"The University of Illinois is also in turmoil. The university sports an Interim Chancellor, an Interim Athletic Director, and an Interim Football Coach; the game will be played at Soldier Field, making this an Illini Interim Home Game."
Turn on ESPN, or look at basically any media outlet that covers college football, and you'll find someone railing against the current BCS system. And with good reason. Brian has his well-reasoned alternative here. Today, Andy Staples informed us that the athletic directors of the Big 12 conference, fresh off Oklahoma State's BCS snub in favor of a regional contest between teams that already played each other, have tentatively backed the idea of a seeded 4-team tournament:
Monday, Big 12 athletic directors voted in a straw poll to get behind the idea of a plus-one format that would allow four teams to compete for the national title. Such a format would have allowed USC to play for the national title in 2003, Auburn to play for it in 2004, Texas to play for it in 2008 and Oklahoma State -- which finished behind No. 2 Alabama by the slimmest of margins in the BCS standings -- to play for the title this season. If the league's presidents choose to agree with their athletic directors, the Big 12's support would be a huge step forward. The Big 12 was one of several leagues that blocked SEC commissioner Mike Slive's 2008 proposal for a four-team, seeded tournament. The ACC was the only conference that supported the plan.
Then he goes on to say that the Big 10 is the lone holdout:
From their standpoint, that is the sensible position. That's why the Big Ten will likely offer the most resistance to any plus-one plan if it gets proposed prior to the next BCS annual meeting in April. Commissioner Jim Delany is a master at getting his colleagues to agree to do what is best for the Big Ten, and the Big Ten is better off without a playoff. Because the league contains huge schools with passionate fan bases, the old bowl system actually is the most advantageous for the Big Ten.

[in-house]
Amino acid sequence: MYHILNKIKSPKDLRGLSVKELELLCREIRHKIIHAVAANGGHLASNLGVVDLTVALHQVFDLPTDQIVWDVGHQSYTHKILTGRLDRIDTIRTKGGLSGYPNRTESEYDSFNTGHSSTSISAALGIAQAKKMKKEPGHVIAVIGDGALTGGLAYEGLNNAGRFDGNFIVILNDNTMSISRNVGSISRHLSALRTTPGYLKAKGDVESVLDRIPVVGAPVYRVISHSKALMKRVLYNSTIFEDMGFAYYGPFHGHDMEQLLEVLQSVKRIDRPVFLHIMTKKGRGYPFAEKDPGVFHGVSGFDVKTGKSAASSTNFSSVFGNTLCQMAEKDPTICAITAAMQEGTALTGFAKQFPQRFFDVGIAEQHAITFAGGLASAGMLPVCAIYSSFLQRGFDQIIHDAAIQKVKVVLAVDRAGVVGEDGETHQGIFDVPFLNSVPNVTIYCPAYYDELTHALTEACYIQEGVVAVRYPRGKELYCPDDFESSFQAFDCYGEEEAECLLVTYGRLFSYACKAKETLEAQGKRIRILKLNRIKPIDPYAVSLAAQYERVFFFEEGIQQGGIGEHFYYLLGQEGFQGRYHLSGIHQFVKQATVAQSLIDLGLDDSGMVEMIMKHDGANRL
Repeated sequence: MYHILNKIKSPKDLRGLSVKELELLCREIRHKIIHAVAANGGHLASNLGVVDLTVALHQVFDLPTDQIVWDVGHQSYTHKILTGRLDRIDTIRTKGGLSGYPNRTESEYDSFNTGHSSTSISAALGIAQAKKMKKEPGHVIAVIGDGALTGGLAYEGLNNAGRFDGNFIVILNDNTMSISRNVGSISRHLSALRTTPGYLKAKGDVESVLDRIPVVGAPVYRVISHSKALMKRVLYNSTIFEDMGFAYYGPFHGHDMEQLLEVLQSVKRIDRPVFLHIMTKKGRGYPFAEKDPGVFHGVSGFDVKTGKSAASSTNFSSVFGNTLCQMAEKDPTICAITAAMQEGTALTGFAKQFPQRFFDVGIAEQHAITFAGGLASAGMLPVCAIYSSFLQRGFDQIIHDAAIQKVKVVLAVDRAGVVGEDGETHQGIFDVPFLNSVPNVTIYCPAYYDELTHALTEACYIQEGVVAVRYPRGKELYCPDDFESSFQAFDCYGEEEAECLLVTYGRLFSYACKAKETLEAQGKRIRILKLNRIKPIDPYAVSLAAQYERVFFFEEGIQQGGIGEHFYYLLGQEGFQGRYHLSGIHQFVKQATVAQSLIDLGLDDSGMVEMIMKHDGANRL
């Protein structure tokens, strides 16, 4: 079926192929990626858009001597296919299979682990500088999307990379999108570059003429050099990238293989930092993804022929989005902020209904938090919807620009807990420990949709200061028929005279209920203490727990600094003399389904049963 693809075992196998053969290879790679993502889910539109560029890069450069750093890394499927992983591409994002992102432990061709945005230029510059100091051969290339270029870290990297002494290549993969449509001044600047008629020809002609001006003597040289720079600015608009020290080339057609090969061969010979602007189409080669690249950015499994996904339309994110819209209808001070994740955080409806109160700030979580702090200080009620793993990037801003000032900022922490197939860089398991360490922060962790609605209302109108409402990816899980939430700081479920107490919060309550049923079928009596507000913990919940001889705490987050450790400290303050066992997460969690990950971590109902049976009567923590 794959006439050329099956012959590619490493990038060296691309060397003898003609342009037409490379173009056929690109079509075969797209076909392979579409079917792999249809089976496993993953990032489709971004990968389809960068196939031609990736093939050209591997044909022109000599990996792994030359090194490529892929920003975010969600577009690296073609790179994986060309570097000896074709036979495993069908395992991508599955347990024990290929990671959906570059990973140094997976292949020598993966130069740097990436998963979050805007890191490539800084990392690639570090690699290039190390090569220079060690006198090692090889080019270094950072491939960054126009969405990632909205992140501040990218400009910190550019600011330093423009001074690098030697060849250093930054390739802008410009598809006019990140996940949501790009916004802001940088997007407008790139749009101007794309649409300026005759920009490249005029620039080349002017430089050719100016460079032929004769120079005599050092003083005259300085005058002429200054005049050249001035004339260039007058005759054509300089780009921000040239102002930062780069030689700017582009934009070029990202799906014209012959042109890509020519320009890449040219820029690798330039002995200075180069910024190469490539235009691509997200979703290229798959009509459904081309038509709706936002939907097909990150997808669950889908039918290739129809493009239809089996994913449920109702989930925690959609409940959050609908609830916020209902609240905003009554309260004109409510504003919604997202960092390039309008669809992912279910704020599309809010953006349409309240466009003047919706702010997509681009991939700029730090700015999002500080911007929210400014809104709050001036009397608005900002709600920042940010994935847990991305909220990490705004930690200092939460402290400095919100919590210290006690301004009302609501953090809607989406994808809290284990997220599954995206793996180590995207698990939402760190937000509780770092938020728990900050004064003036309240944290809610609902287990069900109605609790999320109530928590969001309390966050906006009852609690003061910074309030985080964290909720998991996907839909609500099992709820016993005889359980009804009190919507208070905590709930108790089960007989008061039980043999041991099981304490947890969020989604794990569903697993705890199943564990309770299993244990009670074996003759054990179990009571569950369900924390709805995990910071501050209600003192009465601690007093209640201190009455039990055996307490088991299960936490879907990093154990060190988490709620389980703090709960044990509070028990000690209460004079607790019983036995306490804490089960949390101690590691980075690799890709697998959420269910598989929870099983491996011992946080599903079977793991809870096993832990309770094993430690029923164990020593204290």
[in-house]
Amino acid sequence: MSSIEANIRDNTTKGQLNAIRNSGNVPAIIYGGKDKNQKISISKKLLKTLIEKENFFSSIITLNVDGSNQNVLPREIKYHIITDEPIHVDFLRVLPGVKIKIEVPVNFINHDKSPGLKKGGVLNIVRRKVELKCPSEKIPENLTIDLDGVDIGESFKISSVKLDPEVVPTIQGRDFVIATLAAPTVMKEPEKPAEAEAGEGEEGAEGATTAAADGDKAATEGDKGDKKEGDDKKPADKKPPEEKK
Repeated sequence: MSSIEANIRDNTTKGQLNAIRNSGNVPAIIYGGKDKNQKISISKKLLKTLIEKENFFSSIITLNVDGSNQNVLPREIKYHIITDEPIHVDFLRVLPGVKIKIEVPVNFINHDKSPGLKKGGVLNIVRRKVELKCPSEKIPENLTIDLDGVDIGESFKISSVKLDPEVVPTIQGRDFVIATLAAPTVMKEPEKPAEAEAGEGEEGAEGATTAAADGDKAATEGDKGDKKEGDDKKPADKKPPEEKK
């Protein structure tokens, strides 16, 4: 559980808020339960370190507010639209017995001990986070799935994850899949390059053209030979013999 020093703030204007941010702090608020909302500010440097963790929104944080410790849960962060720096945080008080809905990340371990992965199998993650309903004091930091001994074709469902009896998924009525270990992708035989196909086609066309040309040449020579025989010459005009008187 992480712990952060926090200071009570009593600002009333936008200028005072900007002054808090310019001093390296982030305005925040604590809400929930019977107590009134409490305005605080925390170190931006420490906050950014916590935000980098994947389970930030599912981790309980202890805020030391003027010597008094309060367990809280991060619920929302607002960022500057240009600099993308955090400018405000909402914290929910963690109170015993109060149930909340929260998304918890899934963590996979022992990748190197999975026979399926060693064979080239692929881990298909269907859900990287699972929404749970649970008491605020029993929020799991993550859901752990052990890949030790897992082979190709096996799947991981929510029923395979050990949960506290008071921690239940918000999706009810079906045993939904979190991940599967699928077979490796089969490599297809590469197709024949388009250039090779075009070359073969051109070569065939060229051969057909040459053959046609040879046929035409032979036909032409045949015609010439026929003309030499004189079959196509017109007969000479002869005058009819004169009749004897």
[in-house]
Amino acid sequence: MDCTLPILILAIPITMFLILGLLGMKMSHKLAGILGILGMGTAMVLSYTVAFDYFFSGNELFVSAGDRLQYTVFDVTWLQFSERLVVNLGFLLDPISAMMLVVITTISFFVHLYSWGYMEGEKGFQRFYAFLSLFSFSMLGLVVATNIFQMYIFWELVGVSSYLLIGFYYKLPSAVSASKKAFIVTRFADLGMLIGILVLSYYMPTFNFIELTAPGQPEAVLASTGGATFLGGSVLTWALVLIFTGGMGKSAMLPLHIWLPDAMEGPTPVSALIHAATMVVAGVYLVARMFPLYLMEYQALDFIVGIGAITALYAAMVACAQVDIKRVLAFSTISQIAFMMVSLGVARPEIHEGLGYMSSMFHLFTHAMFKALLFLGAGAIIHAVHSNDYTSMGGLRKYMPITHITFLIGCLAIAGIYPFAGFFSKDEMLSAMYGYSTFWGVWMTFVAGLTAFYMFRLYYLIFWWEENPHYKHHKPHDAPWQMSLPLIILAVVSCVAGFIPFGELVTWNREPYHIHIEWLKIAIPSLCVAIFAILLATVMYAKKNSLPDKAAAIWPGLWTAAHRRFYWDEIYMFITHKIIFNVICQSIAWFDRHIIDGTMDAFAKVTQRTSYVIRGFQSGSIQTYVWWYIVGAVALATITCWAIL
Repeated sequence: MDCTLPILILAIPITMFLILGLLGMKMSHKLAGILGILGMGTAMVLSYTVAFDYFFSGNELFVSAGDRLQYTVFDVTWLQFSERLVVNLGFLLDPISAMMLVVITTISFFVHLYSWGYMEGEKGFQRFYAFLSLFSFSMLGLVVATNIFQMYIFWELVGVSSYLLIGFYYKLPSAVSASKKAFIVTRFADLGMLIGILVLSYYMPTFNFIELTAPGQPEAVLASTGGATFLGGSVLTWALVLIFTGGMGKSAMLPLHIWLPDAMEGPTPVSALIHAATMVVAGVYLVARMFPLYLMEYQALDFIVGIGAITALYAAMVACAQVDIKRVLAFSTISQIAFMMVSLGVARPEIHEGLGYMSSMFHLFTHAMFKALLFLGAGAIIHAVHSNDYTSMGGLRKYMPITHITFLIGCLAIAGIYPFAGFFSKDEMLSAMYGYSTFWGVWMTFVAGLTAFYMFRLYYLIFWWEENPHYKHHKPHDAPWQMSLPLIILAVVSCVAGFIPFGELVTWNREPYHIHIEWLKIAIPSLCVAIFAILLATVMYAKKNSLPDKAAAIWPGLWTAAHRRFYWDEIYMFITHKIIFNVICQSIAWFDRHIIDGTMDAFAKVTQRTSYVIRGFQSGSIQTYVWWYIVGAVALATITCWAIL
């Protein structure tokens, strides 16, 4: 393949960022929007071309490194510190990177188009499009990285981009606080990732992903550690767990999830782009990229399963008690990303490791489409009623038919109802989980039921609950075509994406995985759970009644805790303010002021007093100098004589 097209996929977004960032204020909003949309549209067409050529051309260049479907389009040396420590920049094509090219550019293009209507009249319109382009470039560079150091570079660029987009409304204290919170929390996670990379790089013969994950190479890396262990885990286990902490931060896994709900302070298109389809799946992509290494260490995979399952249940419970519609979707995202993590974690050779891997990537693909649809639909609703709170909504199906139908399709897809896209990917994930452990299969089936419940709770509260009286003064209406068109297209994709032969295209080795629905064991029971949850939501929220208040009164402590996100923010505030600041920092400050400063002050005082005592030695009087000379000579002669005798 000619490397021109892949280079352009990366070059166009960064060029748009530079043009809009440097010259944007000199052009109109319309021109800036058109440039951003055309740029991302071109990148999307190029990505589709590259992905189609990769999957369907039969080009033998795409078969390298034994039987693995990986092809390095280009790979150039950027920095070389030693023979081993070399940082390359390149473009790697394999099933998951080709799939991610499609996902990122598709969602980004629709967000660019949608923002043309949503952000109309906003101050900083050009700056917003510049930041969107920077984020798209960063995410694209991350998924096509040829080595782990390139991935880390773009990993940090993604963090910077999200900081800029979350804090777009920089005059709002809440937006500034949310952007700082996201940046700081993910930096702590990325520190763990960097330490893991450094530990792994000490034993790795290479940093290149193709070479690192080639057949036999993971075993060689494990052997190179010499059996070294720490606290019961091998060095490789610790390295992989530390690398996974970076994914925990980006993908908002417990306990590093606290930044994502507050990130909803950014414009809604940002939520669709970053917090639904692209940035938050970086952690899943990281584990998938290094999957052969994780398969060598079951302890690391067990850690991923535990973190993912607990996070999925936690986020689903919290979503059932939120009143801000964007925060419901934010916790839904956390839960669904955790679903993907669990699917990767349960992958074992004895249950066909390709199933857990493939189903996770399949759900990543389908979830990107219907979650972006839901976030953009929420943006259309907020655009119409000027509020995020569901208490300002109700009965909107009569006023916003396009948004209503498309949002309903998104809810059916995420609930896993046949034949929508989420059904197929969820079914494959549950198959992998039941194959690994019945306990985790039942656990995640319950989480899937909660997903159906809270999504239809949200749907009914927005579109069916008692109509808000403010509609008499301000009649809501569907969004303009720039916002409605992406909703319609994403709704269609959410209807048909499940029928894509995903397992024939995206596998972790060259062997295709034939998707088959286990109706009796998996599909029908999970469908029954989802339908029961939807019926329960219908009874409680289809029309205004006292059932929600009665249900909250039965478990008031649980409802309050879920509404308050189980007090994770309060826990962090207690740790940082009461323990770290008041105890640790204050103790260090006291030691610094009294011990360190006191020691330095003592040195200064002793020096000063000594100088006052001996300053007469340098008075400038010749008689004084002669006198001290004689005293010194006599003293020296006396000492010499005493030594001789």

Then there's a bunch of "well we don't really know how it would work" stuff that demonstrates how far off this idea still is from becoming reality.
The problems at hand:
The sticking points are, according to Staples:
1. Resistance from the Big 10 ADs and from school presidents generally, who don't want to extend the season further into January and who like the bowl-system
2. Resistance from TV networks, who like the bowl-system
This is only part of the problem. Other issues he doesn't bring up include:
3. A tendency in American sports to keep expanding and expanding tournament brackets. Look at the NBA, NFL, MLB and even NCAAB. Anyone who thinks that this would end at 4, or even at 6, is kidding themselves. Once the cat's out of the bag, it's only a matter of time before it becomes 8, then 16, then 32.
4. NCAA football is unique in the sense that every single game matters absolutely. The more postseason play you have, the more watered down this becomes. This, in turn, could reduce interest in regular-season play, a la March Madness.*
These are, in my opinion, the underlying reasons why school presidents and ADs are opposed to a playoff. Unlike basketball or baseball, football is extremely physically taxing, and requires massive hours of practice, conditioning and preparation. It causes lots of injuries, and takes a lot of time away from schooling just to get ready for a single game. But the ADs and presidents were all okay with adding a 12th game, you say? Yes that's true, and it's a bit hypocritical. But that's where we are with the people pulling the trigger on this thing.
What an alternative to the BCS would have to look like:
Any viable alternative to the BCS, and by viable I mean palatable to ADs and school presidents, needs to do the following things:
1. Preserve the bowl system
2. Not extend the season far beyond its already extended point
3. Not threaten to engulf the regular season by morphing into an actual tournament
So what are the alternatives?
1. A "+1"
Go back to the old way of picking bowl participants (thus satisfying the Big 10 and Pac 12), and then have a game at the end pitting #1 against #2.
LIKELIHOOD: Low. This appeals to me, as someone who's always liked the ideosyncracies and old traditions of college football. But there's a lot of path dependency going on here, and I don't know if the NCAA would ditch the BCS selection process entirely at this point.
2. A pseudo "+1"
Keep the BCS, but instead of having a #1 vs. #2 game, have the BCS bowls all pick by lots, then schedule #1 vs. #2